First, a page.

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Both Talmudic opinions about the dictation of the Torah to Moses (either at once or scroll by scroll, Gittin 60), agree on the fact of the dictation. Therefore the Torah must reflect that fact and, just as it mentions it elsewhere, start with "And God spoke [this Torah] to Moses, saying: "in the beginning..." etc.

Also, this would "prove" that the historical parts were also dictated by God and not passed orally, or invented.

Why doesn't it?

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  • 1
    How would it prove anything? Anyone could have added in that incipit
    – Double AA
    Feb 28 at 2:36
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This is actually discussed in two sources. One is Zohar to Bereshit 15b and afterward. The second is Me’or Einayim to Parshat Terumah 3.

The essence of this is that Moshe is present in all generations. (אתפשטותא דמשה בכל דרא ודרא)

Sometimes that is in a revealed state and sometimes it is in a concealed state.

In the case of the beginning of creation, and Israel which precedes creation, Moshe is in a concealed state in that context.

The explanation of this subject could fill volumes.

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  • You know, I've always thought that the reason for my inability to decipher such claims is in my stupidity, but after 20 years of study, I've changed my approach - if I don't understand it's because the author didn't think it through. Can you please explain how Moses was concealed in Bereyshis?
    – Al Berko
    Jul 28 at 21:32
  • @AlBerko Did you look at the two sources that I cited in the answer? Jul 29 at 2:46
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My opinion.

The Torah doesn't begin with "God spoke to Moses saying:..." because Moses didn't need to exist according to the Torah. The Torah does not seem to take for granted that everything that happens was intended to happen. Somethings are definitely foreshadowed and prophecies are given, but that isn't true for everything.

Case in point is Ishmael. God clearly tells Abraham that he'll have a son, and so Isaac and his descendants are definitely part of "the plan." However, it seems to me that Ishmael wasn't a part of "the plan," and instead became something that God has to work around because Sarah and Abraham were trying to make the prophecy of Abraham having a son come true by introducing Hagar into the mix. But if Sarah and Abraham had just continued to wait and not had Hagar become a concubine, then so many things would have happened so differently and God even has to kind of correct Abraham's expectations or ideas about Ishmael because it's a deviation from the plan.

On that same vein I don't believe it was destined for Moses to exist or for Israel to need a human redeemer. Perhaps if Joseph's family hadn't have had so much infighting, attempted murders, and deceit to the bitter end then things with the famine and Egypt could have played out differently. I also don't recall any prophecy or foreshadowing of a great redeemer taking Abraham's descendants out of Egypt, but instead that they would be enslaved for centuries and God would punish the Egyptians and set the Israelites free, with no mention of a Moses type figure.

Genesis 15:4-14;

ד וְהִנֵּה דְבַר-יְהוָה אֵלָיו לֵאמֹר, לֹא יִירָשְׁךָ זֶה: כִּי-אִם אֲשֶׁר יֵצֵא מִמֵּעֶיךָ, הוּא יִירָשֶׁךָ. 4 And, behold, the word of the LORD came unto him, saying: 'This man shall not be thine heir; but he that shall come forth out of thine own bowels shall be thine heir.' ה וַיּוֹצֵא אֹתוֹ הַחוּצָה, וַיֹּאמֶר הַבֶּט-נָא הַשָּׁמַיְמָה וּסְפֹר הַכּוֹכָבִים--אִם-תּוּכַל, לִסְפֹּר אֹתָם; וַיֹּאמֶר לוֹ, כֹּה יִהְיֶה זַרְעֶךָ. 5 And He brought him forth abroad, and said: 'Look now toward heaven, and count the stars, if thou be able to count them'; and He said unto him: 'So shall thy seed be.' ו וְהֶאֱמִן, בַּיהוָה; וַיַּחְשְׁבֶהָ לּוֹ, צְדָקָה. 6 And he believed in the LORD; and He counted it to him for righteousness. ז וַיֹּאמֶר, אֵלָיו: אֲנִי יְהוָה, אֲשֶׁר הוֹצֵאתִיךָ מֵאוּר כַּשְׂדִּים--לָתֶת לְךָ אֶת-הָאָרֶץ הַזֹּאת, לְרִשְׁתָּהּ. 7 And He said unto him: 'I am the LORD that brought thee out of Ur of the Chaldees, to give thee this land to inherit it.' ח וַיֹּאמַר: אֲדֹנָי יְהוִה, בַּמָּה אֵדַע כִּי אִירָשֶׁנָּה. 8 And he said: 'O Lord GOD, whereby shall I know that I shall inherit it?' ט וַיֹּאמֶר אֵלָיו, קְחָה לִי עֶגְלָה מְשֻׁלֶּשֶׁת, וְעֵז מְשֻׁלֶּשֶׁת, וְאַיִל מְשֻׁלָּשׁ; וְתֹר, וְגוֹזָל. 9 And He said unto him: 'Take Me a heifer of three years old, and a she-goat of three years old, and a ram of three years old, and a turtle-dove, and a young pigeon.' י וַיִּקַּח-לוֹ אֶת-כָּל-אֵלֶּה, וַיְבַתֵּר אֹתָם בַּתָּוֶךְ, וַיִּתֵּן אִישׁ-בִּתְרוֹ, לִקְרַאת רֵעֵהוּ; וְאֶת-הַצִּפֹּר, לֹא בָתָר. 10 And he took him all these, and divided them in the midst, and laid each half over against the other; but the birds divided he not. יא וַיֵּרֶד הָעַיִט, עַל-הַפְּגָרִים; וַיַּשֵּׁב אֹתָם, אַבְרָם. 11 And the birds of prey came down upon the carcasses, and Abram drove them away. יב וַיְהִי הַשֶּׁמֶשׁ לָבוֹא, וְתַרְדֵּמָה נָפְלָה עַל-אַבְרָם; וְהִנֵּה אֵימָה חֲשֵׁכָה גְדֹלָה, נֹפֶלֶת עָלָיו. 12 And it came to pass, that, when the sun was going down, a deep sleep fell upon Abram; and, lo, a dread, even a great darkness, fell upon him. יג וַיֹּאמֶר לְאַבְרָם, יָדֹעַ תֵּדַע כִּי-גֵר יִהְיֶה זַרְעֲךָ בְּאֶרֶץ לֹא לָהֶם, וַעֲבָדוּם, וְעִנּוּ אֹתָם--אַרְבַּע מֵאוֹת, שָׁנָה. 13 And He said unto Abram: 'Know of a surety that thy seed shall be a stranger in a land that is not theirs, and shall serve them; and they shall afflict them four hundred years; יד וְגַם אֶת-הַגּוֹי אֲשֶׁר יַעֲבֹדוּ, דָּן אָנֹכִי; וְאַחֲרֵי-כֵן יֵצְאוּ, בִּרְכֻשׁ גָּדוֹל. 14 and also that nation, whom they shall serve, will I judge; and afterward shall they come out with great substance.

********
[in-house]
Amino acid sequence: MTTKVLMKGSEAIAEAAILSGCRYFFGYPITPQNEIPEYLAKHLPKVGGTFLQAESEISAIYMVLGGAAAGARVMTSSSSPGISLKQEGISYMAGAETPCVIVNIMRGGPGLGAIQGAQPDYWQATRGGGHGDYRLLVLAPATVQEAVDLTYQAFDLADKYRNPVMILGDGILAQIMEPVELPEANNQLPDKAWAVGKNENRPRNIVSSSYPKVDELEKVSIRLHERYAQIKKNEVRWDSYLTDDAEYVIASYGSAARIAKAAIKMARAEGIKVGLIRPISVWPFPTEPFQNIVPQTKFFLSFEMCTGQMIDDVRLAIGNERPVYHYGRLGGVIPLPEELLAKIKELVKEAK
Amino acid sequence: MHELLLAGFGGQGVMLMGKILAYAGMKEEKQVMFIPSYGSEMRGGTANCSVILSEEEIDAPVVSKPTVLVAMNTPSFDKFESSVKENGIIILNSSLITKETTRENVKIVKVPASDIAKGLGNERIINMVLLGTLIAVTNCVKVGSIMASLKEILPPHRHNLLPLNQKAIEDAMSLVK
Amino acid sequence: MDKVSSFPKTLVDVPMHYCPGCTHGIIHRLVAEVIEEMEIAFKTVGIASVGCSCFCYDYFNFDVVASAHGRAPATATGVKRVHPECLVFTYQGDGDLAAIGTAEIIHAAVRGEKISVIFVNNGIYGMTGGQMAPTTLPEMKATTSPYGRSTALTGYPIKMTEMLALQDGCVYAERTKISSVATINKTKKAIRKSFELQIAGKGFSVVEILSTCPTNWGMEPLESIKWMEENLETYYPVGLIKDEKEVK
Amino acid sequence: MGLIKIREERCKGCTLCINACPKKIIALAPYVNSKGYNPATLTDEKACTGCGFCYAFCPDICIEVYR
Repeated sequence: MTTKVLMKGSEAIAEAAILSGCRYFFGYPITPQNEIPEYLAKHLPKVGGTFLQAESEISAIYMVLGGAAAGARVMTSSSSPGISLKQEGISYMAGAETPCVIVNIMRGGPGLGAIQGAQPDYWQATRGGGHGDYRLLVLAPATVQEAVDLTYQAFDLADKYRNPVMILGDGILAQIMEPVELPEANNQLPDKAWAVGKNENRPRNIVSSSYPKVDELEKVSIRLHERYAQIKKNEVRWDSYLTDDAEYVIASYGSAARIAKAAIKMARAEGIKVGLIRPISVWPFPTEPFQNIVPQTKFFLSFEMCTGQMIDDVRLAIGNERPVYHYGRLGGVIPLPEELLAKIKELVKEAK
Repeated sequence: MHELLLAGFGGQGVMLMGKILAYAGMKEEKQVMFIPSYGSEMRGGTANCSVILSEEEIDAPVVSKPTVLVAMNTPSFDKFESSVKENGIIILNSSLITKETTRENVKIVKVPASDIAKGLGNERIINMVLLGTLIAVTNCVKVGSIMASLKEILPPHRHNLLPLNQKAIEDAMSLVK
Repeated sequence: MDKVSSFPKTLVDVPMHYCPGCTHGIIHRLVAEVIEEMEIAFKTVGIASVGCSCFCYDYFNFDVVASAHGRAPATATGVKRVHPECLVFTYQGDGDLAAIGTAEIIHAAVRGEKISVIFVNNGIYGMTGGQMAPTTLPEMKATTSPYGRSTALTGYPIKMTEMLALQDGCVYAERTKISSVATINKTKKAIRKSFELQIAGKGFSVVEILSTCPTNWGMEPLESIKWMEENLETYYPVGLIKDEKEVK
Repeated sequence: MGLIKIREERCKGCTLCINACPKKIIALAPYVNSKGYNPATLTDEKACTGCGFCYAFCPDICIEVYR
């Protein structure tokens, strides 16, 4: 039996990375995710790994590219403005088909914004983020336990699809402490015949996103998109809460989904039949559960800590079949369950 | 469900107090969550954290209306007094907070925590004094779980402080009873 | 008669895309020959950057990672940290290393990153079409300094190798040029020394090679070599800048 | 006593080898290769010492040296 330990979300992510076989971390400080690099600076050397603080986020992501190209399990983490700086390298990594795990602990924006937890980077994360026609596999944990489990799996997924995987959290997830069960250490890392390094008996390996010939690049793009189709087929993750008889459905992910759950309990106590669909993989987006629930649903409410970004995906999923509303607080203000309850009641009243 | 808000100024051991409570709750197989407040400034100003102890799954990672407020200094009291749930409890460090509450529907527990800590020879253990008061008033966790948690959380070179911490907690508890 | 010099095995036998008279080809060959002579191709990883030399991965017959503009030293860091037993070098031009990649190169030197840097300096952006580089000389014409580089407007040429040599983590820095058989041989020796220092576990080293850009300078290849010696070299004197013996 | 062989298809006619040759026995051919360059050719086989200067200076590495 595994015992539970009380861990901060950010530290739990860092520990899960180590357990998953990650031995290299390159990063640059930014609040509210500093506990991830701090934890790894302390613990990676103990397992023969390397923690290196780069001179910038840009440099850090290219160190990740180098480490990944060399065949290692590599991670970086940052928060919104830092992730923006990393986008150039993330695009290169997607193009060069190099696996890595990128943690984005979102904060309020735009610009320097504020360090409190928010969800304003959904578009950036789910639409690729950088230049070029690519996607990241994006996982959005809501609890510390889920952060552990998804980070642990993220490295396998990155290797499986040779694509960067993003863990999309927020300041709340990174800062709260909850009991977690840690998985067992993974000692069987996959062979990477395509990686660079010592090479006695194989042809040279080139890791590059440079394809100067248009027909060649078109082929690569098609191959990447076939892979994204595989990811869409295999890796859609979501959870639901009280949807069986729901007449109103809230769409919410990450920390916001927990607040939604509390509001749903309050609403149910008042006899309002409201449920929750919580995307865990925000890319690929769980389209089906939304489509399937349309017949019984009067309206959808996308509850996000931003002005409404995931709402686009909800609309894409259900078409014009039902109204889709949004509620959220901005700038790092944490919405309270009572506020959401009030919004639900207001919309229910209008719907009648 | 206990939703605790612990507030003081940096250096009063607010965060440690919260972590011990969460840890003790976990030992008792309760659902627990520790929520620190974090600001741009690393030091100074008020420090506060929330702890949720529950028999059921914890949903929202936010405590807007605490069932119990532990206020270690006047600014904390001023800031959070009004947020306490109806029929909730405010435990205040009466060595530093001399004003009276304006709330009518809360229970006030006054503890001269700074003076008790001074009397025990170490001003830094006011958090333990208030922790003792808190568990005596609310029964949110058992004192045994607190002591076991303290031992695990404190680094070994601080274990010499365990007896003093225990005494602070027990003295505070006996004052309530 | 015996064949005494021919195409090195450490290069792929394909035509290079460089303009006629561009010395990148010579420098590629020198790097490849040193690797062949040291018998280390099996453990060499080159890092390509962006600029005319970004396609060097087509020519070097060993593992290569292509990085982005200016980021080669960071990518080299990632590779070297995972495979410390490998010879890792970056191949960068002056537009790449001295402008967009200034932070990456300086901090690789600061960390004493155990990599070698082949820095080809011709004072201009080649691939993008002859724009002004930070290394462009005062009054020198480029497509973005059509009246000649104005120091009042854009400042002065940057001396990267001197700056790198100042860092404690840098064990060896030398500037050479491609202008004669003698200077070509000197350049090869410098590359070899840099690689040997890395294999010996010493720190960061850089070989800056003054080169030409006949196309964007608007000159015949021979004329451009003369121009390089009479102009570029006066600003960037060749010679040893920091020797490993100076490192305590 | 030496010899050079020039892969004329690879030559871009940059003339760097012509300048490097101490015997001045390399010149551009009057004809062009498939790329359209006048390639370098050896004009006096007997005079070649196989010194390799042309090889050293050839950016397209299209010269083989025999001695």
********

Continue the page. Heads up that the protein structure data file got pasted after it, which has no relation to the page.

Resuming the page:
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  • Thank you, +1 for trying! Why would we need "and God spoke to Moses" anytime later (besides the dialogs, of course)?
    – Al Berko
    Jul 28 at 19:52
  • @AlBerko Once Moses exists and is selected to be the leader and lawgiver, then the plan comes to give the law and teaching through Moses. But it's worth noting that no one in the Exodus story seems to be awaiting a physical person as a redeemer. Not Moses, not the Israelites, no one; which is why Moses thinks he needs to present proofs to the Israelites.
    – Aaron
    Jul 28 at 21:04